• low vascular blood flow[14] (atherosclerosis)

  • high homocysteine blood levels[15]

  • smoking

  • excessive alcohol consumption

  • too many prescription medications

  • pesticides (on produce)

  • foods with artificial flavorings, preservatives and dyes

  • chemicals in personal care products (xenoestrogens)

  • high electromagnetic frequency (called EMF) exposure

Benefits of early natural treatments, not prescription drugs

There are many nutrient supplements shown to slow the progression of dementia. This is important because of the fact that synthetic prescription medications used for Alzheimer’s dementia may be modestly effective—but their effects are unfortunately short-lived; these prescription drugs typically only last 6-12 months while the underlying disease process of brain cell damage continues to progress. Moreover, only about half of the individuals who take prescription medications for Alzheimer’s get this benefit.

In my next and final article of this topic, you’ll learn the important details of the specific nutrient supplements that can slow the progression of dementia.


To excellent mental clarity and feeling good all our lives,


Michael Cutler, M.D.


____________________________

[1] “Alzheimer's Brain Tangles.” Alzheimer's Association, www.alz.org/braintour/tangles.asp

[2] Reiman EM, et al. Brain imaging and fluid biomarker analysis in young adults at genetic risk for autosomal dominant Alzheimer's disease in the presenilin 1 E280A kindred: a case-control study. Lancet Neurol Dec 2012; 11(12):1048-56. Read more online about this finding at: http://www.nytimes.com/2012/11/13/health/alzheimers-precursors-founds-at-earlier-age.html?_r=1&

[3] Purro SA, Farrow MA, Linehan J, Nazari T, Thomas DX, Chen Z, Mengel D, Saito T, Saido T, Rudge P, Brandner S, Walsh DM, Collinge J. Transmission of amyloid-β protein pathology from cadaveric pituitary growth hormone. Nature. 2018 Dec;564(7736):415-419. PubMed PMID: 30546139. https://www.ncbi.nlm.nih.gov/pubmed/30546139

[4] Cali I, Cohen ML, Haik S, Parchi P, Giaccone G, Collins SJ, Kofskey D, Wang H, McLean CA, Brandel JP, Privat N, Sazdovitch V, Duyckaerts C, Kitamoto T, Belay ED, Maddox RA, Tagliavini F, Pocchiari M, Leschek E, Appleby BS, Safar JG, Schonberger LB, Gambetti P. Iatrogenic Creutzfeldt-Jakob disease with Amyloid-β pathology: an international study. Acta Neuropathol Commun. 2018 Jan 8;6(1):5. PubMed PMID: 29310723. https://www.ncbi.nlm.nih.gov/pubmed/29310723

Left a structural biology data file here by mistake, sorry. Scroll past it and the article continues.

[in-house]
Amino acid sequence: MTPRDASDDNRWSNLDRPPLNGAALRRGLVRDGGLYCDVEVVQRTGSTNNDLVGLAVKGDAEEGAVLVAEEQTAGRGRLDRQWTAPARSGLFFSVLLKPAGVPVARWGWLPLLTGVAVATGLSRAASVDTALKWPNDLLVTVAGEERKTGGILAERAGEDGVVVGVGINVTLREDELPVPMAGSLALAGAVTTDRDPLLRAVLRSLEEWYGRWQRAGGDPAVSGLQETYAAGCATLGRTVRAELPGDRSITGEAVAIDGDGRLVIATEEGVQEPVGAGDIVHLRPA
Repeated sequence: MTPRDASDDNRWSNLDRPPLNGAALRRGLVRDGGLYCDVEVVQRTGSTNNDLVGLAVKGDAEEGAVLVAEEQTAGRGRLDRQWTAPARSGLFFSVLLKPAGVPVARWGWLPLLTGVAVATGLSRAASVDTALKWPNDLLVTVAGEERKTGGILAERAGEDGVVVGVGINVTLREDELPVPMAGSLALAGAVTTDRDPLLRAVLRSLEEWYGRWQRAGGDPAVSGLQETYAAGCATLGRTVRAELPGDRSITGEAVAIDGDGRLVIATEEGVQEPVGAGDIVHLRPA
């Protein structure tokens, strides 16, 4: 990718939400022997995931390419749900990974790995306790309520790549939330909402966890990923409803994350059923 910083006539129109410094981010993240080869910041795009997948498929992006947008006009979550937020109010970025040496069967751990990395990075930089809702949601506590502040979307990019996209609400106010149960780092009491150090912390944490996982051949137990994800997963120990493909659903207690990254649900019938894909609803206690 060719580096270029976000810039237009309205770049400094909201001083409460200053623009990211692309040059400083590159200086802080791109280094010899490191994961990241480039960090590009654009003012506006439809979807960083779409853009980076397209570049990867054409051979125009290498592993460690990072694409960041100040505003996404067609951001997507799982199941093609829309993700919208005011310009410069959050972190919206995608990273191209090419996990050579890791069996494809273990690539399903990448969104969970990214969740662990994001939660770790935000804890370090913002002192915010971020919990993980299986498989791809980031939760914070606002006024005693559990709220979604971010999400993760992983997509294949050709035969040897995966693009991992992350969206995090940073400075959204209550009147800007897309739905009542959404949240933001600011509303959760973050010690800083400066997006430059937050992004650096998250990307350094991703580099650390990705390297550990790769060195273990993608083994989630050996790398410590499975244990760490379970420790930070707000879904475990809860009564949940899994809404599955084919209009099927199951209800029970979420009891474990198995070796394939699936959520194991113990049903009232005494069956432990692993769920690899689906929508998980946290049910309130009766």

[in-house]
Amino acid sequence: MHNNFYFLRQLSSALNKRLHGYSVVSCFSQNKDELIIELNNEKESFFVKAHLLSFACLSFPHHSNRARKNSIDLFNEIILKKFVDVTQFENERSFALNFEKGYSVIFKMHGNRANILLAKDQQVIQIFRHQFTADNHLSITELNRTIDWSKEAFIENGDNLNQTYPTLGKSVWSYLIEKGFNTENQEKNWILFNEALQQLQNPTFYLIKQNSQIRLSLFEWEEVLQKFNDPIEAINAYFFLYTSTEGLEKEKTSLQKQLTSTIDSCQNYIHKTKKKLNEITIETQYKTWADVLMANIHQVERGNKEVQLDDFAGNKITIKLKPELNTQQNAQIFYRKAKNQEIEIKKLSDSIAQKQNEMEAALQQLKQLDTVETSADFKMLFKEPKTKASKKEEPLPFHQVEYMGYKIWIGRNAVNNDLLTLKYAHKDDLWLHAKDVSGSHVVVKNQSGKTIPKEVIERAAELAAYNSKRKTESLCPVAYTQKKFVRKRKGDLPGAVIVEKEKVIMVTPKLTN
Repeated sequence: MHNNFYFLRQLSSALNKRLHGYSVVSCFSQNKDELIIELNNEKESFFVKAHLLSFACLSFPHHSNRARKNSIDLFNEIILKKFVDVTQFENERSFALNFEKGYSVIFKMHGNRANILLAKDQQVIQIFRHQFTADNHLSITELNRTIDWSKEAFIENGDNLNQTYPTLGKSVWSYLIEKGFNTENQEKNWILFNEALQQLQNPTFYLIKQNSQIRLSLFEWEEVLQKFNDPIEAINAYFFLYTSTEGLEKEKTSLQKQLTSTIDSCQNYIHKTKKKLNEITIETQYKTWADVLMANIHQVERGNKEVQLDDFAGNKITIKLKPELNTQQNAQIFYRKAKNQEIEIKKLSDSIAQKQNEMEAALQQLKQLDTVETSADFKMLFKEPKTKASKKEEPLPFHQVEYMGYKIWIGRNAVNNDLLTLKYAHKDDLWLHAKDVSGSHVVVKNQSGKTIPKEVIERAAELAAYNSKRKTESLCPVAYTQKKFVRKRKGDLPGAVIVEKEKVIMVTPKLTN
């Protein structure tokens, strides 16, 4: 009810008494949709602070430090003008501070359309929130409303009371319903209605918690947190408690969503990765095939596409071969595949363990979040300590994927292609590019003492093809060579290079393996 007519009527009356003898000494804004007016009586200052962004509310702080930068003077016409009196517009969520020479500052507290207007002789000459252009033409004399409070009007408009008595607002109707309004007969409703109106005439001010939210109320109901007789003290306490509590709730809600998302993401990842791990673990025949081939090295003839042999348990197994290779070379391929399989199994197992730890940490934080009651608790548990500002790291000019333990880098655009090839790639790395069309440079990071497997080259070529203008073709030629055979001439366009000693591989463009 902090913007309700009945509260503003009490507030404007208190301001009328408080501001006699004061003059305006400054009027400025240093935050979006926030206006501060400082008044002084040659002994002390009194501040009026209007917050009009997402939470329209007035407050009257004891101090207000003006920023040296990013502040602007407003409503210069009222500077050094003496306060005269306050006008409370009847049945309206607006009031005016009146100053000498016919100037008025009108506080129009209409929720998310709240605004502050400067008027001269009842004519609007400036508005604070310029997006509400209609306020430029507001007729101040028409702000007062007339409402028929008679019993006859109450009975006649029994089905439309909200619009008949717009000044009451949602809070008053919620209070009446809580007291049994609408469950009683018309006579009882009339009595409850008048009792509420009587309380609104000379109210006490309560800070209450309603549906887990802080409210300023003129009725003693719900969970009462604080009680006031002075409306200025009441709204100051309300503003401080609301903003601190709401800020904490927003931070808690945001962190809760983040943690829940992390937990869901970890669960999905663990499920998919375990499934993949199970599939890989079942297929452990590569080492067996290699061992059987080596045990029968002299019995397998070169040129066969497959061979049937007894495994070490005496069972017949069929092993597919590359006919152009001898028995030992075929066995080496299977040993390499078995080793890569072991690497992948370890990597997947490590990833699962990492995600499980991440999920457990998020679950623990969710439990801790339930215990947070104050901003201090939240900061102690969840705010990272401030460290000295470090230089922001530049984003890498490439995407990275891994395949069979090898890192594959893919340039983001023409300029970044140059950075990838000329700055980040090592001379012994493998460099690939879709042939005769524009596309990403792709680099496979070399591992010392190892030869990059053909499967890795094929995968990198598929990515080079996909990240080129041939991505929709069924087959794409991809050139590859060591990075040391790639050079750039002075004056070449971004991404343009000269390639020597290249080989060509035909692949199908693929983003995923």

[5] Fasano A. Leaky gut and autoimmune diseases. Clin Rev Allergy Immunol. 2012 Feb;42(1):71-8.

[6] Walton JR. Aluminum involvement in the progression of Alzheimer's disease. J Alzheimers Dis. 2013 Jan 1;35(1):7-43.

[7] Shaw CA, Tomljenovic L. Aluminum in the central nervous system (CNS): toxicity in humans and animals, vaccine adjuvants, and autoimmunity. Immunol Res. 2013 Jul;56(2-3):304-16.

[8] Bhattacharjee S, Zhao Y, Hill JM, Culicchia F, Kruck TP, Percy ME, Pogue AI, Walton JR, Lukiw WJ.

Selective accumulation of aluminum in cerebral arteries in Alzheimer's disease (AD). J Inorg Biochem. 2013 Sep;126:35-7.

[9] Yokel RA. Blood-brain barrier flux of aluminum, manganese, iron and other metals suspected to contribute to metal-induced neurodegeneration. J Alzheimers Dis. 2006 Nov;10(2-3):223-53.

[10] Armstrong RA. What causes alzheimer's disease? Folia Neuropathol. 2013;51(3):169-188.

[11] Forero DA, Casadesus G, Perry G, Arboleda H. Synaptic dysfunction and oxidative stress in Alzheimer's disease: emerging mechanisms. J Cell Mol Med. 2006 Jul-Sep;10(3):796-805.

[12] Zhu X, Su B, Wang X, Smith MA, Perry G. Causes of oxidative stress in Alzheimer disease. Cell Mol Life Sci. 2007 Sep;64(17):2202-10.

[13] Smith MA, Nunomura A, Zhu X, Takeda A, Perry G. Metabolic, metallic, and mitotic sources of oxidative stress in Alzheimer disease. Antioxid Redox Signal. 2000 Fall;2(3):413-20.

[14] Zhu X, Su B, Wang X, Smith MA, Perry G. Causes of oxidative stress in Alzheimer disease. Cell Mol Life Sci. 2007 Sep;64(17):2202-10.

[15] Ibid.